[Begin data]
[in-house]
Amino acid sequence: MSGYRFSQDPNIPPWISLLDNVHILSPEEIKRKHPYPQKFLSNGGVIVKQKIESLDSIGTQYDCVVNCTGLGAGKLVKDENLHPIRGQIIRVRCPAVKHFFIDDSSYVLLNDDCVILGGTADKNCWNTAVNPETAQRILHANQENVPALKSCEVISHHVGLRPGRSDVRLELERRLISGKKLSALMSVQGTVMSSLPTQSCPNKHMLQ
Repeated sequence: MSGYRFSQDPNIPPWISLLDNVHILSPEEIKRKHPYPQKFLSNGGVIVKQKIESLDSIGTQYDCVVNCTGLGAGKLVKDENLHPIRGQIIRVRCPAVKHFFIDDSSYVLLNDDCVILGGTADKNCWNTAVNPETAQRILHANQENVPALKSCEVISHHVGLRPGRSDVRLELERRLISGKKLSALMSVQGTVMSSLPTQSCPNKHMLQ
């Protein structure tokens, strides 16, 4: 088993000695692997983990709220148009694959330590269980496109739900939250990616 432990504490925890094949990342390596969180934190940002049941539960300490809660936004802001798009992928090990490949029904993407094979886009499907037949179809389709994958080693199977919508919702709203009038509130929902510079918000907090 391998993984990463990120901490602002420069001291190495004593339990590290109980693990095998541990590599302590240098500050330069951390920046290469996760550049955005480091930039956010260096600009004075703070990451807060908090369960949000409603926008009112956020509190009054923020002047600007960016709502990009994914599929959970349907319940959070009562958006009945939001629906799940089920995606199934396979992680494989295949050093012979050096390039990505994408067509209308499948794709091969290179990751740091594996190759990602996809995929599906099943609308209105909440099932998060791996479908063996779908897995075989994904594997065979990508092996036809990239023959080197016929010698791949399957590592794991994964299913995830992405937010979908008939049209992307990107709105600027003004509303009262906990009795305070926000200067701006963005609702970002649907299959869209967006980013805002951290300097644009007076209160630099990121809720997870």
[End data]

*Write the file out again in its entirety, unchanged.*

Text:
[in-house]
Amino acid sequence: MSGYRFSQDPNIPPWISLLDNVHILSPEEIKRKHPYPQKFLSNGGVIVKQKIESLDSIGTQYDCVVNCTGLGAGKLVKDENLHPIRGQIIRVRCPAVKHFFIDDSSYVLLNDDCVILGGTADKNCWNTAVNPETAQRILHANQENVPALKSCEVISHHVGLRPGRSDVRLELERRLISGKKLSALMSVQGTVMSSLPTQSCPNKHMLQ
Repeated sequence: MSGYRFSQDPNIPPWISLLDNVHILSPEEIKRKHPYPQKFLSNGGVIVKQKIESLDSIGTQYDCVVNCTGLGAGKLVKDENLHPIRGQIIRVRCPAVKHFFIDDSSYVLLNDDCVILGGTADKNCWNTAVNPETAQRILHANQENVPALKSCEVISHHVGLRPGRSDVRLELERRLISGKKLSALMSVQGTVMSSLPTQSCPNKHMLQ
């Protein structure tokens, strides 16, 4: 088993000695692997983990709220148009694959330590269980496109739900939250990616 432990504490925890094949990342390596969180934190940002049941539960300490809660936004802001798009992928090990490949029904993407094979886009499907037949179809389709994958080693199977919508919702709203009038509130929902510079918000907090 391998993984990463990120901490602002420069001291190495004593339990590290109980693990095998541990590599302590240098500050330069951390920046290469996760550049955005480091930039956010260096600009004075703070990451807060908090369960949000409603926008009112956020509190009054923020002047600007960016709502990009994914599929959970349907319940959070009562958006009945939001629906799940089920995606199934396979992680494989295949050093012979050096390039990505994408067509209308499948794709091969290179990751740091594996190759990602996809995929599906099943609308209105909440099932998060791996479908063996779908897995075989994904594997065979990508092996036809990239023959080197016929010698791949399957590592794991994964299913995830992405937010979908008939049209992307990107709105600027003004509303009262906990009795305070926000200067701006963005609702970002649907299959869209967006980013805002951290300097644009007076209160630099990121809720997870």